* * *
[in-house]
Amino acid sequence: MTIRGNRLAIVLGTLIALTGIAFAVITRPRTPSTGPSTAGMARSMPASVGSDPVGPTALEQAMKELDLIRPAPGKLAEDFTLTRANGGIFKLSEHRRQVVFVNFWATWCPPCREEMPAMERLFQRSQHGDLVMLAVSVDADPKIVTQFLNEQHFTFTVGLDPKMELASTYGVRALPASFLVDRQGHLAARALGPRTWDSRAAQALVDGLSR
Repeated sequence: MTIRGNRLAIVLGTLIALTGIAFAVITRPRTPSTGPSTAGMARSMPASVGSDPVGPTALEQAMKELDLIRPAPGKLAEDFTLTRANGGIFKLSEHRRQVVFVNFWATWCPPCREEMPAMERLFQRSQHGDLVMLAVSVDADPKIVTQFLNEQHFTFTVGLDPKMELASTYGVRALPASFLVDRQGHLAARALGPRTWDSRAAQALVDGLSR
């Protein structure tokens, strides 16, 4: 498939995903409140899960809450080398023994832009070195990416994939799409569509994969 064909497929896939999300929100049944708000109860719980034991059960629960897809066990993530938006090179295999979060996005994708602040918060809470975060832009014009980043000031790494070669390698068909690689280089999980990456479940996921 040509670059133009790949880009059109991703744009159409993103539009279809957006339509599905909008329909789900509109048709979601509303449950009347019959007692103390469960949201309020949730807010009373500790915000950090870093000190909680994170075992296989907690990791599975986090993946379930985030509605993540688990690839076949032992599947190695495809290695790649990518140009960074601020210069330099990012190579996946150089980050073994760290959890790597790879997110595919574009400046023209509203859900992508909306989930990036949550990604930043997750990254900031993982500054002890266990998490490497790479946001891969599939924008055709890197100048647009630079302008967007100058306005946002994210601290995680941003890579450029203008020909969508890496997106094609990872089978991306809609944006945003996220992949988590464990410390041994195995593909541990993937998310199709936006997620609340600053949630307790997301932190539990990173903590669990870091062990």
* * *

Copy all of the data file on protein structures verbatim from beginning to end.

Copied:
[in-house]
Amino acid sequence: MTIRGNRLAIVLGTLIALTGIAFAVITRPRTPSTGPSTAGMARSMPASVGSDPVGPTALEQAMKELDLIRPAPGKLAEDFTLTRANGGIFKLSEHRRQVVFVNFWATWCPPCREEMPAMERLFQRSQHGDLVMLAVSVDADPKIVTQFLNEQHFTFTVGLDPKMELASTYGVRALPASFLVDRQGHLAARALGPRTWDSRAAQALVDGLSR
Repeated sequence: MTIRGNRLAIVLGTLIALTGIAFAVITRPRTPSTGPSTAGMARSMPASVGSDPVGPTALEQAMKELDLIRPAPGKLAEDFTLTRANGGIFKLSEHRRQVVFVNFWATWCPPCREEMPAMERLFQRSQHGDLVMLAVSVDADPKIVTQFLNEQHFTFTVGLDPKMELASTYGVRALPASFLVDRQGHLAARALGPRTWDSRAAQALVDGLSR
């Protein structure tokens, strides 16, 4: 498939995903409140899960809450080398023994832009070195990416994939799409569509994969 064909497929896939999300929100049944708000109860719980034991059960629960897809066990993530938006090179295999979060996005994708602040918060809470975060832009014009980043000031790494070669390698068909690689280089999980990456479940996921 040509670059133009790949880009059109991703744009159409993103539009279809957006339509599905909008329909789900509109048709979601509303449950009347019959007692103390469960949201309020949730807010009373500790915000950090870093000190909680994170075992296989907690990791599975986090993946379930985030509605993540688990690839076949032992599947190695495809290695790649990518140009960074601020210069330099990012190579996946150089980050073994760290959890790597790879997110595919574009400046023209509203859900992508909306989930990036949550990604930043997750990254900031993982500054002890266990998490490497790479946001891969599939924008055709890197100048647009630079302008967007100058306005946002994210601290995680941003890579450029203008020909969508890496997106094609990872089978991306809609944006945003996220992949988590464990410390041994195995593909541990993937998310199709936006997620609340600053949630307790997301932190539990990173903590669990870091062990």